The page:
Amy Bigelow “First Frost”

Fall 2021

This story appeared in the 2021 fall issue of The Maine Organic Farmer & Gardener in response to the theme “first frost.”

Transferring to a new high school brings a world of new traditions, opportunities and experiences. My move from a rural public high school in New Hampshire to the Maine School of Science and Mathematics in the even more bucolic Limestone, Maine, certainly met these criteria. My intent was to jump on every opportunity to try something new, whether gleaning in potato fields or building a quinzhee in the snow. So when a trip to the Common Ground Country Fair was offered, I of course signed up. I had no idea what to expect, other than that we would be camping under a tarp with sleeping bags provided by the school and that we were asked to volunteer at least one shift. The fine print stated three shifts (essentially working the entire time we were there) would be rewarded with a free hat. Since safety patrol was an option, I assumed this hat would have an official “safety” logo. In my 16-year-old head, working 12 hours for a $20 hat that I didn’t even know existed seemed like a great deal.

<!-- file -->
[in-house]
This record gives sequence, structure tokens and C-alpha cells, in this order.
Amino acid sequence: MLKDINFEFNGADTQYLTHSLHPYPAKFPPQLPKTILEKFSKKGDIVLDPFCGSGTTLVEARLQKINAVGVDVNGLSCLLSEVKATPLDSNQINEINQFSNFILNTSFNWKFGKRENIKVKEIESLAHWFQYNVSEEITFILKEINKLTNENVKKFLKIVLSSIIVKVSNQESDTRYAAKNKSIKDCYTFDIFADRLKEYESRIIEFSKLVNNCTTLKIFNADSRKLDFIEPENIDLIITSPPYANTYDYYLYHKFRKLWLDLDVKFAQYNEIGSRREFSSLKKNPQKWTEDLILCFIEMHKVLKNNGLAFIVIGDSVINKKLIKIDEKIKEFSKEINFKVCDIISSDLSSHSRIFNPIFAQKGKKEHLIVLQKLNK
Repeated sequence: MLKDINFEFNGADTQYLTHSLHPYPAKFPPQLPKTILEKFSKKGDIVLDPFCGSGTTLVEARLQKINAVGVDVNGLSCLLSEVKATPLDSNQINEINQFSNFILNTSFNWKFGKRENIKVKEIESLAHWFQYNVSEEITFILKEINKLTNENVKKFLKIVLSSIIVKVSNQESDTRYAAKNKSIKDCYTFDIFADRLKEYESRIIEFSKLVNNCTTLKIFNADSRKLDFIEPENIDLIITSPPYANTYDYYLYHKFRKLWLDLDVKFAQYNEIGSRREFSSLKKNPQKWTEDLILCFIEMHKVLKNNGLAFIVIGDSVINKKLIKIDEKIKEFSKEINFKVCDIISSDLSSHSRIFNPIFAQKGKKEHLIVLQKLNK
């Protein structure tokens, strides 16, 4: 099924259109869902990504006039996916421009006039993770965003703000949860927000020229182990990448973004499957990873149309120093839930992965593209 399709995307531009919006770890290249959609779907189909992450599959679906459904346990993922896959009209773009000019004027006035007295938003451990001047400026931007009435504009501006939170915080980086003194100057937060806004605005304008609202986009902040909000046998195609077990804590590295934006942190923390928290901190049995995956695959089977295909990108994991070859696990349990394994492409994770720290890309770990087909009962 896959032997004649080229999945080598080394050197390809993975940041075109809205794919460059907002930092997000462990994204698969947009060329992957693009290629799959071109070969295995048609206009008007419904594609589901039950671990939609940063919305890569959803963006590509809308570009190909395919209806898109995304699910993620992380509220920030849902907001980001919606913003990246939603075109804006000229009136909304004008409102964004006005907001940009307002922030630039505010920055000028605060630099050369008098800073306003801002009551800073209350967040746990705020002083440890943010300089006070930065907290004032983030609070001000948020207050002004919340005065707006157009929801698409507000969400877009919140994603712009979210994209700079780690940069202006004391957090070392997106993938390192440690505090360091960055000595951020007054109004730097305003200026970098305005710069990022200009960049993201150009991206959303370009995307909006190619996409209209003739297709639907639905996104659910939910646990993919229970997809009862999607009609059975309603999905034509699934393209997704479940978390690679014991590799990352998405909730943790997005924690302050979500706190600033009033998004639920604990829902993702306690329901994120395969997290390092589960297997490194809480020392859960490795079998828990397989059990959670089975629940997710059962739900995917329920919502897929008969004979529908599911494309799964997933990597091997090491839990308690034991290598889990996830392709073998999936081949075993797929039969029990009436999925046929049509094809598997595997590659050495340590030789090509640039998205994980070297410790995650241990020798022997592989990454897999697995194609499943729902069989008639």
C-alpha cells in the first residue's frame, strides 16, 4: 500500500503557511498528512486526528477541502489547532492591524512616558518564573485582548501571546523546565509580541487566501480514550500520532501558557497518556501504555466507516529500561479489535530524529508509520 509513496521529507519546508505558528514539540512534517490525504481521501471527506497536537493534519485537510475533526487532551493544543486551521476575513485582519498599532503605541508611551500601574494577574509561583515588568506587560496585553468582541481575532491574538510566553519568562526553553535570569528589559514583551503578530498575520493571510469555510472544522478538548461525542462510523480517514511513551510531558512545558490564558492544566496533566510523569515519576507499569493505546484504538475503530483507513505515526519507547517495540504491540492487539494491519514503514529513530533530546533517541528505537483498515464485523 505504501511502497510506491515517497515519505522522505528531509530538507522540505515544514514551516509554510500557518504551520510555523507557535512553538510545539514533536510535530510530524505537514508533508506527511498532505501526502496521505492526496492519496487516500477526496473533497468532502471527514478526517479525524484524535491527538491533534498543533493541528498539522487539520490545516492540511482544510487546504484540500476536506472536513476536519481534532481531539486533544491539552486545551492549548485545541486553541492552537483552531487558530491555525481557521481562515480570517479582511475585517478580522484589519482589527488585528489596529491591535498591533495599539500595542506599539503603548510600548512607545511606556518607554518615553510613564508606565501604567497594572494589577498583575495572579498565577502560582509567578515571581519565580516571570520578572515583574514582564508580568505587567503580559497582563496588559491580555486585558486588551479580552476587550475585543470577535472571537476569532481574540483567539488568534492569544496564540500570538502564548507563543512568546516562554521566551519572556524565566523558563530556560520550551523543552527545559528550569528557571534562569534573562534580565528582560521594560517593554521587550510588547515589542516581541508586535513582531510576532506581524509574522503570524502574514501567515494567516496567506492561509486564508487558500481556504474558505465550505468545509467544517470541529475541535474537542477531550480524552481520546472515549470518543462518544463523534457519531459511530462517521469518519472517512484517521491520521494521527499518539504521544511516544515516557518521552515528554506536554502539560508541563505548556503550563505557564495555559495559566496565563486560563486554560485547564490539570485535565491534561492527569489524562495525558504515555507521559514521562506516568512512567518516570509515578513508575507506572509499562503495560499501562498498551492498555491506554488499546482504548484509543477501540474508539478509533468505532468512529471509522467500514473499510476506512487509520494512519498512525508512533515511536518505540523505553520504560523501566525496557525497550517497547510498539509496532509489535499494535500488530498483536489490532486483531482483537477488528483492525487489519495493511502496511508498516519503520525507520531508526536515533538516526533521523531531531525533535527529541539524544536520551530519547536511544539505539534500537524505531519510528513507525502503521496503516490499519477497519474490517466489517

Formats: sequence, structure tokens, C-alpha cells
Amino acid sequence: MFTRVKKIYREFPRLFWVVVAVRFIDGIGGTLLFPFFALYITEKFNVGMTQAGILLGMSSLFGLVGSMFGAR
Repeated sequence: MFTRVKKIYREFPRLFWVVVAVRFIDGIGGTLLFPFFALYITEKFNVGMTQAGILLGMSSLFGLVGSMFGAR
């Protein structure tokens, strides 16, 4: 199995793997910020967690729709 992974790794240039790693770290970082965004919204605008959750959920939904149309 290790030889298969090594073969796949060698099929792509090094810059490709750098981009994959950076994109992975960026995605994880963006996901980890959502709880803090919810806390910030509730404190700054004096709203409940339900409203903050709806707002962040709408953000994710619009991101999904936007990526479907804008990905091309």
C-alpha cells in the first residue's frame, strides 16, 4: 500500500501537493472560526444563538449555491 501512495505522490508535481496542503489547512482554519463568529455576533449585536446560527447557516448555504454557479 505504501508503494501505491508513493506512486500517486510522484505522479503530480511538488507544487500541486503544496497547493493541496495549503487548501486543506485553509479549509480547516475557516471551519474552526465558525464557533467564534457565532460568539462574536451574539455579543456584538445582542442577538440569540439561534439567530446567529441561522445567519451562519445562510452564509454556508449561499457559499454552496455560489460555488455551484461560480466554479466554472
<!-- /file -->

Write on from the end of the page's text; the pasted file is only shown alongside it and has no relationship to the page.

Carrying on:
After the four-hour bus ride south to the Fair, those who urgently needed to use the bathroom or needed to check in for work shifts were whisked away while others stayed back and unloaded supplies. Filling in where help was needed, I made transactions for bags, shirts and aprons as quickly and friendlily as possible in the Country Store for four hours, grabbed a quick bite in the Common Kitchen, then showed up for the main event: security detail.

As the darkness settled in, my co-security detail Rick, a kind man in his 40s who had volunteered for years, shared that our main job was turning out lights to save energy and allow campers to sleep peacefully. As we traversed the fairgrounds late into the night and my fatigue and the frosty air set in, we stopped at the school campsite to scout where I would finally be able to rest and warm up once the second shift ended at 12:30 a.m. Somehow, no sleeping bags were available. Rick’s quick problem solving and appeal to humanity set in. He led me to the dumpsters to find clean cardboard to insulate me from the ground. Rick had certainly fulfilled his role in providing for the safety of the fairgoers. I, on the other hand, decided — after shivering all night until a sleeping bag became available at 6 a.m. when someone headed off to the 5K race — not to report to my third shift to earn my hat. Instead, I took a few hours to warm up and sleep. I returned back to my school’s dorm that night with a new appreciation for a roof and a bed.  

Amy Bigelow

Colchester, Connecticut

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